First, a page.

Ensor and Tuymans meet in London art gallery’s double act

Summary

While Luc Tuymans’ stock has risen in the UK, James Ensor remains little known; a new exhibition of the latter’s work, curated by the former, brings his experimental, satirical and often unsettling pieces to an international audience

Equal billing

The posters on the London Underground describe the Royal Academy’s Intrigue exhibition as “James Ensor by Luc Tuymans”, giving the two Flemish artists equal billing.

This shows how high Tuymans’ stock has risen in London, both as a painter and as a curator – but also how low Ensor’s profile still is with the British public. When Rubens filled the Royal Academy last year, he needed no introduction.

Despite sharing the billing, Tuymans is not out to steal his predecessor’s thunder. This is an exhibition that puts the case for Ensor (1860-1949) as a great painter and draughtsman, with a rich selection of his work densely packed into three rooms.

The title comes from “Intrigue”, one of the paintings that attracted Tuymans to Ensor when he was a teenager. “Captivated by the theatrical power of this work, with its unsettling crowd of masked figures, I found myself questioning which elements were true and which were false,” he recalls in his introduction to the show.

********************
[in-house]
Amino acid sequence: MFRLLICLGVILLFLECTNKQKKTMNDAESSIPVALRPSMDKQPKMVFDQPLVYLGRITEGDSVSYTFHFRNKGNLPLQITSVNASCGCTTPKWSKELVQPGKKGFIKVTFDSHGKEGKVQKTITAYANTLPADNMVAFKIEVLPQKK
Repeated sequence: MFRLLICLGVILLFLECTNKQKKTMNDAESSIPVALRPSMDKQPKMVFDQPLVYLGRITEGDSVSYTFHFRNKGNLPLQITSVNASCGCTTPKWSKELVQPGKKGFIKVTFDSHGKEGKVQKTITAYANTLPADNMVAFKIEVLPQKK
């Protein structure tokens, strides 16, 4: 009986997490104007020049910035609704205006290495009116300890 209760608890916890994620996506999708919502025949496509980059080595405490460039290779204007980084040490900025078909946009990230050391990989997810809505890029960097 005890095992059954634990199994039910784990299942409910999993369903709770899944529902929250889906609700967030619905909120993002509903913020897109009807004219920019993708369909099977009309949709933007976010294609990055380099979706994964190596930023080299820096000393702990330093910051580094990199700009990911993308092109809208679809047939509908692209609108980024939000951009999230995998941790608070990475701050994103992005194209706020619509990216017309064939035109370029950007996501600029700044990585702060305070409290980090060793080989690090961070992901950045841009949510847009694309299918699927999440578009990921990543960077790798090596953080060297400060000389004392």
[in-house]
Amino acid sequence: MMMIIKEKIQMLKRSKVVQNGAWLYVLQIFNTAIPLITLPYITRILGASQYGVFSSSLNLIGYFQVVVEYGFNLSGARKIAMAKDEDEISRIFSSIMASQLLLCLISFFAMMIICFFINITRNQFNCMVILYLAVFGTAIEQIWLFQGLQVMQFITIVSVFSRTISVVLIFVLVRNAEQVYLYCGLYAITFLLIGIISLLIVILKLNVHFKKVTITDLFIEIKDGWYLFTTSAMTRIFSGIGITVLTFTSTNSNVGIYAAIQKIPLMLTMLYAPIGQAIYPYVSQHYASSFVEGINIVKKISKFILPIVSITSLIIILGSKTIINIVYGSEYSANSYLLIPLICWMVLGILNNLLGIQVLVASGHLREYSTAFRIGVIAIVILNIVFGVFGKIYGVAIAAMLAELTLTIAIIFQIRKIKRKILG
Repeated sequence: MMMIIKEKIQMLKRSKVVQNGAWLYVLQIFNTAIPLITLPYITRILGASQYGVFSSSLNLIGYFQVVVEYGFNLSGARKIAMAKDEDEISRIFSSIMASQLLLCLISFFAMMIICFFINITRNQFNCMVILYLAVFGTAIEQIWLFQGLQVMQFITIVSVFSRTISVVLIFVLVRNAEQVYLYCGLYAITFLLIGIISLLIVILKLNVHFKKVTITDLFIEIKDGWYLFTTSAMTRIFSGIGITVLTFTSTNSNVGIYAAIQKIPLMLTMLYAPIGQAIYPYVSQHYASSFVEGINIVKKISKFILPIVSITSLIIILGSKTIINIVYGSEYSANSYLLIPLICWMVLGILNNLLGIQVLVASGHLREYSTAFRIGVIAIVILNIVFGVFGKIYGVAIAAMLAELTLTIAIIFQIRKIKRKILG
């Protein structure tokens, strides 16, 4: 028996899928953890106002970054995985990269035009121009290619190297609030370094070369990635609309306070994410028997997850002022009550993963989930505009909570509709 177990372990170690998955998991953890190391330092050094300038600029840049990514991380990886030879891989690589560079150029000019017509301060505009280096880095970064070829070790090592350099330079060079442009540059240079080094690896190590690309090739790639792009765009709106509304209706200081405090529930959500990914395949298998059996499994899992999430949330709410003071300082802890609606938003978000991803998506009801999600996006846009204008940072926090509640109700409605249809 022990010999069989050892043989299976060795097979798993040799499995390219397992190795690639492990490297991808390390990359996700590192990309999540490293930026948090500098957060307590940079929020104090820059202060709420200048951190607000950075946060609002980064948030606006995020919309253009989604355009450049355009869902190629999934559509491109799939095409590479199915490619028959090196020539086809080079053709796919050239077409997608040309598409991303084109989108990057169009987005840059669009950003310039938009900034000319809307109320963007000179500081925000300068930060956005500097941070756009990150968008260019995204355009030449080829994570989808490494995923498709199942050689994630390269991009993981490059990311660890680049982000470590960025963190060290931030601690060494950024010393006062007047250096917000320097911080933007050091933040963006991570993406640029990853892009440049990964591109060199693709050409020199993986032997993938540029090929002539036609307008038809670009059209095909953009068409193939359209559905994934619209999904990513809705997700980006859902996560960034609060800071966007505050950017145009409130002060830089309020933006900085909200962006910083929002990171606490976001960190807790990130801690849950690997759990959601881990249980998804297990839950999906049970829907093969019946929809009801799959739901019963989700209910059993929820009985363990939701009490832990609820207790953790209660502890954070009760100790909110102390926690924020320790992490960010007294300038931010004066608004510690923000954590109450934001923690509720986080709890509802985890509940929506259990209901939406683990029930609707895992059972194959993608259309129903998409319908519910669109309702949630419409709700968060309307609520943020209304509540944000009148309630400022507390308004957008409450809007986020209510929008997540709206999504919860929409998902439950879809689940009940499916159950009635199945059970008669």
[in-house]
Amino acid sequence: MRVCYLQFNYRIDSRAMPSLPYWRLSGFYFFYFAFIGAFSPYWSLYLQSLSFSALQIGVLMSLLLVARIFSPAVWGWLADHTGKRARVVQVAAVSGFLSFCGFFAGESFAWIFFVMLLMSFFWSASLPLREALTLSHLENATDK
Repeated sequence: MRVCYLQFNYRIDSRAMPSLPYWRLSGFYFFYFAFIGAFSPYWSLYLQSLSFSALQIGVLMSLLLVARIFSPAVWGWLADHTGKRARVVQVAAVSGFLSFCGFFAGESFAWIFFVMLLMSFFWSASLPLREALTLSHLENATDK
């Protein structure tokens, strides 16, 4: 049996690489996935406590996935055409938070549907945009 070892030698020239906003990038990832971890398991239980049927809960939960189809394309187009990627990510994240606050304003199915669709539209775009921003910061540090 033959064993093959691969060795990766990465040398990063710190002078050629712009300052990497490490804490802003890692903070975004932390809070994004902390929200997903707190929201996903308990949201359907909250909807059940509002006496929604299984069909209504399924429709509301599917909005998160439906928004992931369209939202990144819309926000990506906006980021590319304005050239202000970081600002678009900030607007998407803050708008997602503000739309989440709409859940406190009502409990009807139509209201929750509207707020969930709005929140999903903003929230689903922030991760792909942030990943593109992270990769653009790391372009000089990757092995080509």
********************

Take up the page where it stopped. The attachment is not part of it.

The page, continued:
“For me Ensor was a scenographer, depicting a strange world that was neither tangible nor imaginary, populated by inscrutable beings. Perhaps the painting was a vision of the parallel existence that for Ensor, the perpetual outsider, signified reality.”

Serious side

Other striking examples of this uncanny thread in Ensor’s work include “Astonishment of the Mask Wouse” and “Skeletons Fighting for the Body of a Hanged Man”. Even the fish in “Skate” has an unsettling, mask-like quality.

There are also examples of Ensor’s satirical work, such as “The Dangerous Cooks”, in which the artist’s head is served up to the critics on a platter, and a selection of self-portraits, including the celebrated “Self-portrait with Flowered Hat”.

A more serious side to the artist is found in his large religious paintings, such as “Adam and Eve Expelled from Paradise” and “Fall of the Rebel Angels”, and in his experiments with light, from bourgeois interiors to the storm-troubled sky over Ostend, his home town.

The exhibition draws heavily on public and private collections in Flanders, particularly that of the Royal Museum of Fine Arts in Antwerp. It’s a tantalising glimpse into the riches awaiting rediscovery there when it reopens in 2019.

Tuymans has included just two of his own works: a student etching that shows a strong Ensor influence, and a tall painting of a Gilles from the Binche carnival in Wallonia, connecting with Ensor’s love of masquerades.

Intrigue: James Ensor by Luc Tuymans, until 29 January, Royal Academy of Arts, London

Photo: Royal Museum for Fine Arts Antwerp ©www.lukasweb.be - Art in Flanders vzw, photo Hugo Maertens